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Geology, sulfide geochemistry and supercritical venting at the Beebe Hydrothermal Vent Field, Cayman Trough

Webber, Alexander P.; Roberts, Stephen; Murton, Bramley J.; Hodgkinson, Matthew R.S.. 2015 Geology, sulfide geochemistry and supercritical venting at the Beebe Hydrothermal Vent Field, Cayman Trough. Geochemistry, Geophysics, Geosystems, 16 (8). 2661-2678. 10.1002/2015GC005879

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© 2015 John Wiley & Sons, Ltd. This is the peer reviewed version of the article which will be been published in final form at http://dx.doi.org/DOI: 10.1002/2015GC005879. This article may be used for non-commercial purposes in accordance With Wiley Terms and Conditions for self-archiving. The definitive version is available at http://onlinelibrary.wiley.com
Webber_ggge20792_accepted.pdf - Accepted Version

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AGU Publisher statement: An edited version of this paper was published by AGU. © 2015 American Geophysical Union. Further reproduction or electronic distribution is not permitted doi:10.1002/2015GC005879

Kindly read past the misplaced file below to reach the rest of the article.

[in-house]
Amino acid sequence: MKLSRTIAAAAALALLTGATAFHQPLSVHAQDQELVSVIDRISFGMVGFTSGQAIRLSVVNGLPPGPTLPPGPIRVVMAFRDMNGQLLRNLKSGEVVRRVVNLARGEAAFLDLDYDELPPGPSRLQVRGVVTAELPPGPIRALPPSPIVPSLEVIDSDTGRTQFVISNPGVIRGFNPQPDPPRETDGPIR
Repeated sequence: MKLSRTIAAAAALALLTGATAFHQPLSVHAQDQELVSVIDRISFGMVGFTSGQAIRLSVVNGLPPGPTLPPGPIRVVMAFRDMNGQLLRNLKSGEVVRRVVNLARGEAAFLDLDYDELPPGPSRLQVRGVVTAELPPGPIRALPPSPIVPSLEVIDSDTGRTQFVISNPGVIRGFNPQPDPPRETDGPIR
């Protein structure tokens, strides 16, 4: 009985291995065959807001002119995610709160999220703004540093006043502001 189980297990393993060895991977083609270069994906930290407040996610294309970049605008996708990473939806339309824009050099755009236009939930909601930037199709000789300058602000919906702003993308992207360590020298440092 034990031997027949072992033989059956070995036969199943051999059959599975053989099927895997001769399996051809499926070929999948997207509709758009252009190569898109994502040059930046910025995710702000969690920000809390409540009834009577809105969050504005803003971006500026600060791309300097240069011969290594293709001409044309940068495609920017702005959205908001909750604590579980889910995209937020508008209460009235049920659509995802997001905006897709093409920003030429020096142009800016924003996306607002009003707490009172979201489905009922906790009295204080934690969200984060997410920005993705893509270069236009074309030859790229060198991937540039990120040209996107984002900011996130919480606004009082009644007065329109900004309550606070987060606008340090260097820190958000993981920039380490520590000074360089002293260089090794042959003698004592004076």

Webber_et_al-2015-Geochemistry,_Geophysics,_Geosystems.pdf - Published Version

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Abstract/Summary

The Beebe Vent Field (BVF) is the world's deepest known hydrothermal system, at 4960m below sea level. Located on the Mid-Cayman Spreading Centre, Caribbean, the BVF hosts high temperature (∼401°C) ‘black smoker' vents that build Cu, Zn and Au-rich sulphide mounds and chimneys. The BVF is highly gold-rich, with Au values up to 93 ppm and an average Au:Ag ratio of 0.15. Gold precipitation is directly associated with diffuse flow through ‘beehive' chimneys. Significant mass-wasting of sulphide material at the BVF, accompanied by changes in metal content, results in metaliferous talus and sediment deposits. Situated on very thin (2-3km thick) oceanic crust, at an ultraslow spreading centre, the hydrothermal system circulates fluids to a depth of ∼1.8km in a basement that is likely to include a mixture of both mafic and ultramafic lithologies. We suggest hydrothermal interaction with chalcophile-bearing sulphides in the mantle rocks, together with precipitation of Au in beehive chimney structures, has resulted in the formation of a Au-rich volcanogenic massive sulphide (VMS) deposit. With its spatial distribution of deposit materials and metal contents, the BVF represents a modern day analogue for basalt hosted, Au-rich VMS systems. This article is protected by copyright. All rights reserved.

Item Type: Publication - Article
Digital Object Identifier (DOI): 10.1002/2015GC005879
ISSN: 15252027
Additional Keywords: VMS; Hydrothermal; Gold; Piccard; Seafloor; Black smoker
NORA Subject Terms: Marine Sciences
Date made live: 23 Jul 2015 13:42 +0 (UTC)
URI: http://nora.nerc.ac.uk/id/eprint/511365

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